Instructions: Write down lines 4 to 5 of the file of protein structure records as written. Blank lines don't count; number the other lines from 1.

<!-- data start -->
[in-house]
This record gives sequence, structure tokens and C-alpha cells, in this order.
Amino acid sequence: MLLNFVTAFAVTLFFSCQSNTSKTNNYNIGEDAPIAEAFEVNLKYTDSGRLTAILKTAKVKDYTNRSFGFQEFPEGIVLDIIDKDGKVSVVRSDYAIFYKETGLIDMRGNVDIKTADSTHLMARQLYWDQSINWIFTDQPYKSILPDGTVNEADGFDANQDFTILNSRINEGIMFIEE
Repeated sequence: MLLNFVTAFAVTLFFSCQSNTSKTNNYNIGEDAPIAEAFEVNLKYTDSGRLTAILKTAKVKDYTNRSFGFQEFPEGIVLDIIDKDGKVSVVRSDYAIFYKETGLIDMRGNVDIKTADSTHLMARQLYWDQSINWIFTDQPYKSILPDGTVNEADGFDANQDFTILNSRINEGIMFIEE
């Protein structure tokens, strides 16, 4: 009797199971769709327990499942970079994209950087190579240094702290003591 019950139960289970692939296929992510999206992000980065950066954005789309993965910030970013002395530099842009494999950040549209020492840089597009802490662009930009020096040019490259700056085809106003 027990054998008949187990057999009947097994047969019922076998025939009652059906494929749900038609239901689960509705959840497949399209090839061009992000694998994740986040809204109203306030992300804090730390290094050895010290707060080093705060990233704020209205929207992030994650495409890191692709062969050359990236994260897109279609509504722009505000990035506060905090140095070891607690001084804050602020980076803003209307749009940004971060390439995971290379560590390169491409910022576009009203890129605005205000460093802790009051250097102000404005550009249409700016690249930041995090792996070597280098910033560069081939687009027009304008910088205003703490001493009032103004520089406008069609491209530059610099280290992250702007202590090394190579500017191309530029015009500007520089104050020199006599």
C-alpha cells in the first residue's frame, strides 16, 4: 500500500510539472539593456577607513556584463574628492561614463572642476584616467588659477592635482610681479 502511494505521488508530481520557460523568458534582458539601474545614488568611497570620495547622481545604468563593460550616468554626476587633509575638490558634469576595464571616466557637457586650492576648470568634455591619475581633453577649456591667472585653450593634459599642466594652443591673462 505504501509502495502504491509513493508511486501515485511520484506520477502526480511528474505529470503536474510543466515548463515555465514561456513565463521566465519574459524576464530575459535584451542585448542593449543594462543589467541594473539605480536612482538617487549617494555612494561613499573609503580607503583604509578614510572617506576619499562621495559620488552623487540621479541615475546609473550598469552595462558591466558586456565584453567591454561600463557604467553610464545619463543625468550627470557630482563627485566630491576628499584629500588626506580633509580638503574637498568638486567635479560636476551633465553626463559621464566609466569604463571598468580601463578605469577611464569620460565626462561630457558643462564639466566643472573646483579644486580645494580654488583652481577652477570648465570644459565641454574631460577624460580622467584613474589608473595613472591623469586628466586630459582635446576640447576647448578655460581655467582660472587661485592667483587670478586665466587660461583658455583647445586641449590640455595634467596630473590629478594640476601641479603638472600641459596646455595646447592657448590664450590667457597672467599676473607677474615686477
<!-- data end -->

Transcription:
Repeated sequence: MLLNFVTAFAVTLFFSCQSNTSKTNNYNIGEDAPIAEAFEVNLKYTDSGRLTAILKTAKVKDYTNRSFGFQEFPEGIVLDIIDKDGKVSVVRSDYAIFYKETGLIDMRGNVDIKTADSTHLMARQLYWDQSINWIFTDQPYKSILPDGTVNEADGFDANQDFTILNSRINEGIMFIEE
């Protein structure tokens, strides 16, 4: 009797199971769709327990499942970079994209950087190579240094702290003591 019950139960289970692939296929992510999206992000980065950066954005789309993965910030970013002395530099842009494999950040549209020492840089597009802490662009930009020096040019490259700056085809106003 027990054998008949187990057999009947097994047969019922076998025939009652059906494929749900038609239901689960509705959840497949399209090839061009992000694998994740986040809204109203306030992300804090730390290094050895010290707060080093705060990233704020209205929207992030994650495409890191692709062969050359990236994260897109279609509504722009505000990035506060905090140095070891607690001084804050602020980076803003209307749009940004971060390439995971290379560590390169491409910022576009009203890129605005205000460093802790009051250097102000404005550009249409700016690249930041995090792996070597280098910033560069081939687009027009304008910088205003703490001493009032103004520089406008069609491209530059610099280290992250702007202590090394190579500017191309530029015009500007520089104050020199006599």